Mike Kerley, fund manager for Henderson Far East Income investment trust, explores the growing potential for reliable income in the Asia-Pacific region.
Asian equity markets are an exciting place to be invested. The region has been playing catch-up with the West for decades, but now we are seeing some Asian companies overtake Western rivals in domestic markets and they have their sights set on becoming global market leaders in the years to come. The sheer size of the region means it is impossible to ignore: more than half of the world’s population call it home, which means resources, capital and consumer goods will flow into Asian markets as the years go by.
The largest and most powerful market in terms of economic growth is China. Its economy is the largest in the world (in purchasing power parity terms), and the country was home to five of Forbes’ top 10 largest public companies in 2018 – with the US providing the other five.
Any prudent investor would rightfully be concerned about the so-called ‘trade war’ between the US and China, which has escalated as we have gone on through the year. When the first signs of the trade war emerged, I didn’t think it would carry on, because it’s not in the best interests of anyone. It’s difficult to see how either side pulls back now, however, because both Donald Trump and Xi Jinping want to win.
As a result, we have trimmed some positions in the Henderson Far East Income (HFEL) portfolio that were exposed to global trade – not much because we didn’t have that much to start with, but where there is exposure we have reduced it.
From a China perspective, we think they are handling what’s going on pretty well. We have seen some loosening measures in reaction to tariffs on trade; and although the currency is a bit weak, we think it is in control at this point, so we’re not worried.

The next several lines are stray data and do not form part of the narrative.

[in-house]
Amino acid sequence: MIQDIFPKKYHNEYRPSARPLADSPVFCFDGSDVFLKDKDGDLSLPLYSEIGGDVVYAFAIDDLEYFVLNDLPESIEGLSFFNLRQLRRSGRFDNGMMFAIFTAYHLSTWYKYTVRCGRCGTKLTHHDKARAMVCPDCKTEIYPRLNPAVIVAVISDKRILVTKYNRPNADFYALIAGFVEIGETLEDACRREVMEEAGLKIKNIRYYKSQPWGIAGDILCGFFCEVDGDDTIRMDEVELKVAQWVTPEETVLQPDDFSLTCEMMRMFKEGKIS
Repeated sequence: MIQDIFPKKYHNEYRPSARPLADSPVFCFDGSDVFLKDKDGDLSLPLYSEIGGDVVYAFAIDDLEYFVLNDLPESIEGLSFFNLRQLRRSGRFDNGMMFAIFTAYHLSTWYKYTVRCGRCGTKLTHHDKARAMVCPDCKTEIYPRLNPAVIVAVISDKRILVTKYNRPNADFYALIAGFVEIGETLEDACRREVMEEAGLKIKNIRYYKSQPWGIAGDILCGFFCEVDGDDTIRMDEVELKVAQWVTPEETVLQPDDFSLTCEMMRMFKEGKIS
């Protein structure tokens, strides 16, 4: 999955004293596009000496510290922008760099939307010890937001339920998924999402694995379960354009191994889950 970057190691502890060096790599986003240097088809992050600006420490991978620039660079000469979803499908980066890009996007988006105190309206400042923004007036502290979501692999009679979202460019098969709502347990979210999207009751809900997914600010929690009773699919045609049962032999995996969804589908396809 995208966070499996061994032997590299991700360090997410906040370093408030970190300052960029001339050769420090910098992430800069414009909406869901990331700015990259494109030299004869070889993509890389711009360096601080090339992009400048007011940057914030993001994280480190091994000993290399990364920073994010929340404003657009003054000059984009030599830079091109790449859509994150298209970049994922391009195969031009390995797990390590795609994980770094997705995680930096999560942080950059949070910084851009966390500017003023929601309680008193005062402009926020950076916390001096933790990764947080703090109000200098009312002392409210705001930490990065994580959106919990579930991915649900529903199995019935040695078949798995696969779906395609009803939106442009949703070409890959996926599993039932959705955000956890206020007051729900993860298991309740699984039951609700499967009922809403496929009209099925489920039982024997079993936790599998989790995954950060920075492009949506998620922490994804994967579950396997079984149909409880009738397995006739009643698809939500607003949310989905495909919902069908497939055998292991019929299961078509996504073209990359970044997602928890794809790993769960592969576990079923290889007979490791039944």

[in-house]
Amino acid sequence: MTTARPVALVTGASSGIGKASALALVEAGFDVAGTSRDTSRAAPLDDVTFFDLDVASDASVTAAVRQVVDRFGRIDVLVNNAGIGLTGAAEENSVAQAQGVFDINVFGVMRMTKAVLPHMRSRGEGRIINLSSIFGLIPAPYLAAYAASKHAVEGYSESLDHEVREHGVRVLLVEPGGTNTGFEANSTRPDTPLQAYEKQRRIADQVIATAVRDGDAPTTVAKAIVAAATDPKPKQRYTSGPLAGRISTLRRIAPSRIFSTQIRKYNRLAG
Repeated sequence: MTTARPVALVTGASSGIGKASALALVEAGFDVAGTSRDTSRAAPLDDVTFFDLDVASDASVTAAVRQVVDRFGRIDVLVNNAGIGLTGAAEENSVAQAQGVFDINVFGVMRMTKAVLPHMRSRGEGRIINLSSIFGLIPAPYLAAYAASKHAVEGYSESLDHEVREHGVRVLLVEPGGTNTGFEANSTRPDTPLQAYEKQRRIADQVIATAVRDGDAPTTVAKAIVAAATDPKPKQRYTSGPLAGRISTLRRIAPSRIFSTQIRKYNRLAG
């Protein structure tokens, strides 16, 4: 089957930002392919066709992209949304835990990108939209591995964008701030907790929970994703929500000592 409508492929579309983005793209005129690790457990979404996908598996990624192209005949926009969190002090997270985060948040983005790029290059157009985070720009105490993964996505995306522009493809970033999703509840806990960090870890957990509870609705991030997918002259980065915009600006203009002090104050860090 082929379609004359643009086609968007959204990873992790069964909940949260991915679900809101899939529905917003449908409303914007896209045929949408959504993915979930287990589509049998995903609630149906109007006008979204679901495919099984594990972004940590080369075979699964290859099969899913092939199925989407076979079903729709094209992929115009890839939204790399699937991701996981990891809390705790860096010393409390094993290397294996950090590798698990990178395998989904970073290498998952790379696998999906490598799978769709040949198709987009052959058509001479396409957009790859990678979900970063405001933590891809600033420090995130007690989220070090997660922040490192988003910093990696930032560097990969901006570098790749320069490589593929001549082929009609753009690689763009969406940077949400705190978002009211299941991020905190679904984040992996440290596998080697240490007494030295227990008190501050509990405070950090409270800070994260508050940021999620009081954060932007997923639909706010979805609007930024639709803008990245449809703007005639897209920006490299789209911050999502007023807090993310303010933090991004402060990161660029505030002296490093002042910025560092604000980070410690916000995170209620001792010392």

Companies from China account for more than 25% of the HFEL portfolio and it’s a country I believe will only continue to grow in corporate stature. Historically, companies in the US have grown over the years because they have been at the cutting edge of new technologies and new areas of growth. Asia has generally been associated with the low-cost stuff – but now that’s changing. China is at the forefront of this change, and we believe that for the first time ever China will spend more on research and development (R&D) this year than the US; within five years we think it may spend more than the EU and US put together. This is a huge shift, and it’s in new areas such as electric vehicles, renewable energy, healthcare, artificial intelligence and virtual reality – things we will embrace in years to come and that have the potential to become part of our day-to-day lives.
Risks for foreign investors
The caveat for any investor wanting exposure to China’s impressive growth story is the different expectations and cultural differences between the West and China with regard to corporate governance. There are important differences that investors need to be aware of before putting money into China. These issues are covered in detail for investors interested in China in Janus Henderson’s ‘Signals and Smokescreens’ report, which is based on proprietary research for the purpose of educating investors about the intricacies of Chinese equity markets.